This article examines the classification of political doctrines proposed by Boris N. Chicherin in his major work on the history of political thought. Chicherin uses two forms of systematization for political doctrines: in one, he draws attention to the main element used in explaining society (power, personal freedom, law, or the ideal goal of development); in the other, he refers to the initial level of explanation (rational principles, empirical facts, or a synthesis of the two). This article shows that, despite the great significance of Chicherin’s work in Russian philosophy, his proposed model does not correlate well with the real history of political thought and fails to provide an understanding of the general developmental logic of political ideas. The author demonstrates how a more accurate classification of types of political doctrines took shape in mainstream Russian philosophy, expressed in its final form by Semyon L. Frank in his book The Spiritual Foundations of Society. There are two false understandings of society: “singularism,” in which society is seen as an external combination of ontologically separate persons, and “universalism,” in which individuals are completely subordinated to a single national or universal spirit. Frank calls the accurate approach the “organic theory of society,” where the primary ontological unity of individuals is dialectically combined with their secondary, relative autonomy. This article shows that Chicherin’s main error in his philosophical analysis of society lies in rejecting this ontological unity of individuals as the basis of public life.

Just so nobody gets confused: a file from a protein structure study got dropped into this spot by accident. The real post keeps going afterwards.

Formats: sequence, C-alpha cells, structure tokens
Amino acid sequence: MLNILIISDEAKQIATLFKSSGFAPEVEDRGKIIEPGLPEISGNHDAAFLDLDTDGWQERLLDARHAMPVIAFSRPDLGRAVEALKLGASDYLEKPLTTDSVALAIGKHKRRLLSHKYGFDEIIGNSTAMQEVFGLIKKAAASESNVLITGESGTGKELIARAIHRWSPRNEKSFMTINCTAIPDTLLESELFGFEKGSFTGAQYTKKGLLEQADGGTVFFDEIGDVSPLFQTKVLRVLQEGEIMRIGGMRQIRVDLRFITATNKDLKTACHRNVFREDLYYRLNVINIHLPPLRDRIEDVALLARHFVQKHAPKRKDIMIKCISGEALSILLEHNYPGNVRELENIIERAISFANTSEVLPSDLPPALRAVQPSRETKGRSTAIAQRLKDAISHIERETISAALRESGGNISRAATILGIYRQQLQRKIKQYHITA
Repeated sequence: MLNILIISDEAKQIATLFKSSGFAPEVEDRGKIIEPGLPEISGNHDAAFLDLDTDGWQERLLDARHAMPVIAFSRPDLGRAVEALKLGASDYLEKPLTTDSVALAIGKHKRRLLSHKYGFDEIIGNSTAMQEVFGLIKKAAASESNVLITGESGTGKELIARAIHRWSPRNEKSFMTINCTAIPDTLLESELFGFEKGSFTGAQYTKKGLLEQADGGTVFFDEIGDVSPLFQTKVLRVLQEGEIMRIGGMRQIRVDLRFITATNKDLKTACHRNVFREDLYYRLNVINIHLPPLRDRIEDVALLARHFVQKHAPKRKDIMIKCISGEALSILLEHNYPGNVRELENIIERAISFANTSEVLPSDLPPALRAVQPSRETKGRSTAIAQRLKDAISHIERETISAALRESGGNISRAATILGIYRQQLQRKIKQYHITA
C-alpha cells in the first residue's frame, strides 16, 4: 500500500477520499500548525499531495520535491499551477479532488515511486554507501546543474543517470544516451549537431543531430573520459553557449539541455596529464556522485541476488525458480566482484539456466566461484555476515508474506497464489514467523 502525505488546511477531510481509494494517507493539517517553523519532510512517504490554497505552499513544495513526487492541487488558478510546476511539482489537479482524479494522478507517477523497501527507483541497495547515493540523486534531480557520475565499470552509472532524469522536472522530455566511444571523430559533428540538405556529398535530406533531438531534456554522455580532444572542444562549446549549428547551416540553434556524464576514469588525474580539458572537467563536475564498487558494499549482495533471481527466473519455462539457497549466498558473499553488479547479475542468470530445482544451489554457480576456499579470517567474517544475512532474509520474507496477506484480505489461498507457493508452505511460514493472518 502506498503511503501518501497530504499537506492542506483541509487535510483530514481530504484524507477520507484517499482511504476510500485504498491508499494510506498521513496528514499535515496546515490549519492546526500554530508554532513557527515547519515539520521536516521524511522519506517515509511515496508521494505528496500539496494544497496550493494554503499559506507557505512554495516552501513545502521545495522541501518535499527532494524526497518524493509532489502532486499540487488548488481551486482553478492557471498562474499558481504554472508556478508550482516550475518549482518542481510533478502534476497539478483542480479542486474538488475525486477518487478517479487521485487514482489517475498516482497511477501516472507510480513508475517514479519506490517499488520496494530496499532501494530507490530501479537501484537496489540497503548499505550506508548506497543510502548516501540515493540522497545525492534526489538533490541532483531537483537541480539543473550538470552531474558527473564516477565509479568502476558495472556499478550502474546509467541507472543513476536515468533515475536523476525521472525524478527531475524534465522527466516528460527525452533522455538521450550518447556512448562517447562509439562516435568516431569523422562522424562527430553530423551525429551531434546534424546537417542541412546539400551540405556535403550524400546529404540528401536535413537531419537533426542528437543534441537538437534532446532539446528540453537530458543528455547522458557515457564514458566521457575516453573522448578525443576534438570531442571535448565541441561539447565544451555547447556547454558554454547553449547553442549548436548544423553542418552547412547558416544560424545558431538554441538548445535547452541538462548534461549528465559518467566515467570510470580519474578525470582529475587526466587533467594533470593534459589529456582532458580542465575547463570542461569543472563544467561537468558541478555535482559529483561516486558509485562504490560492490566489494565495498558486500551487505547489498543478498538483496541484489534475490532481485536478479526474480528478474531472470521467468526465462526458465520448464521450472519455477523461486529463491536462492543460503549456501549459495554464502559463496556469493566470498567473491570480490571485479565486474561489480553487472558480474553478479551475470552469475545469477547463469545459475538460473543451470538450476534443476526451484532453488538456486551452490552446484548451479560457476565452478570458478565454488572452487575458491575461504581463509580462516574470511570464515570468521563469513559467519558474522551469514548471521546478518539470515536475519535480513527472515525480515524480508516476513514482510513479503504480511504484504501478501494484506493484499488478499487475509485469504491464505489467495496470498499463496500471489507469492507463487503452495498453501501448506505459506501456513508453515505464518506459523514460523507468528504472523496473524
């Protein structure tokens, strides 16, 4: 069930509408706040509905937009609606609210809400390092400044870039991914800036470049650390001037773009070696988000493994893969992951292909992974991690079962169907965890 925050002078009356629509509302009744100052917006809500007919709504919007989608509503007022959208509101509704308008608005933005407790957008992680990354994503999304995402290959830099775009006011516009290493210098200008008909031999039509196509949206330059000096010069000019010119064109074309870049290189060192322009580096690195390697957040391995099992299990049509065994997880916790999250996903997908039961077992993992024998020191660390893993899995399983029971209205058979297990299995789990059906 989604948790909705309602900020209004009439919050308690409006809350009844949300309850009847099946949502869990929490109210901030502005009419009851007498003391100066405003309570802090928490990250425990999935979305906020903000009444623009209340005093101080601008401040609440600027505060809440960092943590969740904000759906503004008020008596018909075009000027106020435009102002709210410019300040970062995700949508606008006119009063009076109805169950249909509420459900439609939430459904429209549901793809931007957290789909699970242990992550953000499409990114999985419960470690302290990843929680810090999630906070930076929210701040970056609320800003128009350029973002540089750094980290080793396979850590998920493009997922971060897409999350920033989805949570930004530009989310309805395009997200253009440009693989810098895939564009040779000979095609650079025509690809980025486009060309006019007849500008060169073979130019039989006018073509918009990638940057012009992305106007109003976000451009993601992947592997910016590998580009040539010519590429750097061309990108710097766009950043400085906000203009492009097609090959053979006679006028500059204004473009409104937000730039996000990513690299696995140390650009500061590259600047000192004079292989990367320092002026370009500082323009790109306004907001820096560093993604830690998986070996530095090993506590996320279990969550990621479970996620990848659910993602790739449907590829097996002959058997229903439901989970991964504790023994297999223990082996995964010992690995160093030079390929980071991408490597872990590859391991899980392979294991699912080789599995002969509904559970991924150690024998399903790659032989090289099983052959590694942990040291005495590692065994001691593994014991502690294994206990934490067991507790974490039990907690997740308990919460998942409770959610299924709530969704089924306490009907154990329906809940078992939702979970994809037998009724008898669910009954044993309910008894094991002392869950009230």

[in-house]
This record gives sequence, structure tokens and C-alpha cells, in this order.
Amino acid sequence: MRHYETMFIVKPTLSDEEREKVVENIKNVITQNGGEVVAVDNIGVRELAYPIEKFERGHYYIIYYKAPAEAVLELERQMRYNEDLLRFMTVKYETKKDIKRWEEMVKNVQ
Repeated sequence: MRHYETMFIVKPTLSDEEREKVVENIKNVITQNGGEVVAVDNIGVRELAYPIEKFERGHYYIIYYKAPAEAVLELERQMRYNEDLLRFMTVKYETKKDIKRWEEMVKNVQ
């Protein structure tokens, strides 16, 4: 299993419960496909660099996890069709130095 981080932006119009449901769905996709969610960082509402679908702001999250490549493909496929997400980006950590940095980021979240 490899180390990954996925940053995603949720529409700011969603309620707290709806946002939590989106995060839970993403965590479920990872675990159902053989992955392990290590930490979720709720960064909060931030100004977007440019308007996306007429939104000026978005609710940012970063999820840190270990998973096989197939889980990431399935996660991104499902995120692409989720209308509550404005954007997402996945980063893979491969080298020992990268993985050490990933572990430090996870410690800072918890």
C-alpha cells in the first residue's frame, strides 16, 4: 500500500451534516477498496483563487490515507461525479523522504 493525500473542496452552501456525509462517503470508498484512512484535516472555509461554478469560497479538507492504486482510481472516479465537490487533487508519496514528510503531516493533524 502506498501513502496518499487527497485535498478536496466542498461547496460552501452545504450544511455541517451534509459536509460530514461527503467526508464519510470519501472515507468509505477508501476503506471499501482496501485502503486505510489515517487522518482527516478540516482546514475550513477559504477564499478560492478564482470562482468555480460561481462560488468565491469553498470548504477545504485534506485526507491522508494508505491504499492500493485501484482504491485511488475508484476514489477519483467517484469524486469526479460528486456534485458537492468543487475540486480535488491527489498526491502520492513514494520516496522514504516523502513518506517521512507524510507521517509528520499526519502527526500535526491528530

Scopus subject areas
- history of political doctrines
- organic theory of society
- Russian philosophy
- spiritual unity of individuals